pike.ida.liu.se
Not logged in

Assignment is used to give a new value to a variable:

i = 16;
i = i + 15;

"Variable" is used in a general sense here. Assignment can give values not only to normal variables, but also to member variables in an object, and to positions within an array, a mapping or a multiset:

my_cat->name = "Falkenberg";
a[7] = 8;
english2german["four"] = "vier";
set_of_winners["Tom"] = 0;

An assignment, such as k = 3, is an expression, and its value is the same value as was assigned to the variable. You can use an assignment expression within another expression, for example in a "chain" of assignments that assign the same value to several variables:

i = j = k = 3;

Assignments that follow the pattern

i = i + 3;
k = k * 4;
miles_traveled["Anne"] = miles_traveled["Anne"] + 5;
debt[get_name()] = debt[get_name()] + 500;

are very common in programming. That is, an assignment to a variable, where you use the old value of the variable to calculate the new one. To simplify such assignments, Pike has a number of extra assignment operators, looking like operator=, for example:

i += 3;
k *= 4;
miles_traveled["Anne"] += 5;
debt[get_name()] += 500;

In general, the expression

variable operator= expression

means the same as

variable = variable operator
expression

But note that the variable part is only calculated once. For example, in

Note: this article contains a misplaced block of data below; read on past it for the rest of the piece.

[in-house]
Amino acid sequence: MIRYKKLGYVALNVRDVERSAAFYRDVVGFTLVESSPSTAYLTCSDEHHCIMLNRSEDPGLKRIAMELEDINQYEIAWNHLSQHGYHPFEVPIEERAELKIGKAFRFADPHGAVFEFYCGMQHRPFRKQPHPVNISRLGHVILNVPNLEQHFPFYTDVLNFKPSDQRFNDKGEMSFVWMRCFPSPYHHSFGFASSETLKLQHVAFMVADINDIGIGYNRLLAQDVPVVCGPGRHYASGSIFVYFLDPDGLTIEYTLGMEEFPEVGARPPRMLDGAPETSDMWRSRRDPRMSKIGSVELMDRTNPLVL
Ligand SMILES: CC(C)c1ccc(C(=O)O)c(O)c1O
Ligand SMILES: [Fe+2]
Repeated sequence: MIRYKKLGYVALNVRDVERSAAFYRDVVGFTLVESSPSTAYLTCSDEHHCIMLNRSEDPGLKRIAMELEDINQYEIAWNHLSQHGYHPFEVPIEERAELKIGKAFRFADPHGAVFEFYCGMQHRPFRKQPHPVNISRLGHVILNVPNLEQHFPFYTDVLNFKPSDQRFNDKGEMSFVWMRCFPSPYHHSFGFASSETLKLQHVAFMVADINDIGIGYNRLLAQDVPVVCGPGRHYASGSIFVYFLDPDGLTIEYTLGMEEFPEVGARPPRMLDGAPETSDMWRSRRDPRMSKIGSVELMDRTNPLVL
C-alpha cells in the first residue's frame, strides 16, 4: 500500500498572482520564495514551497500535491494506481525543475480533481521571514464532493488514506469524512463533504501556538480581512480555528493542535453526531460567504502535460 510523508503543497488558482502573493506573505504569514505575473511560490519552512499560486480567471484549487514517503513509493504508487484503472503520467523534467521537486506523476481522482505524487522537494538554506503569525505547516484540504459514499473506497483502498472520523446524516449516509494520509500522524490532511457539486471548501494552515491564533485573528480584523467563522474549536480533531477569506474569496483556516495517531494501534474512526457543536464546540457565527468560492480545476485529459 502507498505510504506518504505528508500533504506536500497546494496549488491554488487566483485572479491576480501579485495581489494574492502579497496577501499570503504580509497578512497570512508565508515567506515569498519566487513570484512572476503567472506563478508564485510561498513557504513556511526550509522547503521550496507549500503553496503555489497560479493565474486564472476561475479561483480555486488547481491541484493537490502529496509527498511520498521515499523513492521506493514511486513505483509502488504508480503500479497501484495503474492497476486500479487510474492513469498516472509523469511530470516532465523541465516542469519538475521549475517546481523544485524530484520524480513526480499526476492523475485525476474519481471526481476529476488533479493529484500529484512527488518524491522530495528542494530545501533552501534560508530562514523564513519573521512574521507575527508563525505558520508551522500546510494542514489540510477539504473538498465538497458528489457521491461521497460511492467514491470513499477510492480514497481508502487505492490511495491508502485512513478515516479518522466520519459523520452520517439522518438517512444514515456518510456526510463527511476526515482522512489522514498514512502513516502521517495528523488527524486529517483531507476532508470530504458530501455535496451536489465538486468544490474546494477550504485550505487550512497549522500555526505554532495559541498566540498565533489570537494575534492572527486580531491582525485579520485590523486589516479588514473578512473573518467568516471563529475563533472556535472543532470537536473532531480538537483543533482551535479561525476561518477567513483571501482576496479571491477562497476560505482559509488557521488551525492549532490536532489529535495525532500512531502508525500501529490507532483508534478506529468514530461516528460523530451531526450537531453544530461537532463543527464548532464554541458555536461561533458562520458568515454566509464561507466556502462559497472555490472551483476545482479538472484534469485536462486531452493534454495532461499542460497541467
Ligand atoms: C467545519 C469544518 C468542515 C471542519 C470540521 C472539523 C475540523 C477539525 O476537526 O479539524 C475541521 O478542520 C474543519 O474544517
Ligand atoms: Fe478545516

debt[get_name()] += 500;

the function get_name is only called once.

SyntaxEquivalent to

variable += expression

variable = variable + expression

variable -= expression

variable = variable - expression

variable *= expression

variable = variable * expression

variable /= expression

variable = variable / expression

variable %= expression

variable = variable % expression

variable <<= expression

variable = variable << expression

variable >>= expression

variable = variable >> expression

variable |= expression

variable = variable | expression

variable &= expression

variable = variable & expression

variable ^= expression

variable = variable ^ expression

Note that the increment and decrement operators (i++, ++i, i--, and --i) also change the value of the variable they are used on.

Multi-Assignment

In Pike, you can assign values to several variable at once, taking the values from an array:

int i;
string s;
float f1, f2;

[ i, s, f1, f2 ] = ({ 3, "hi", 2.2, 3.14 });

This syntax is very convenient when you deal with functions who always return a fixed-width array of data.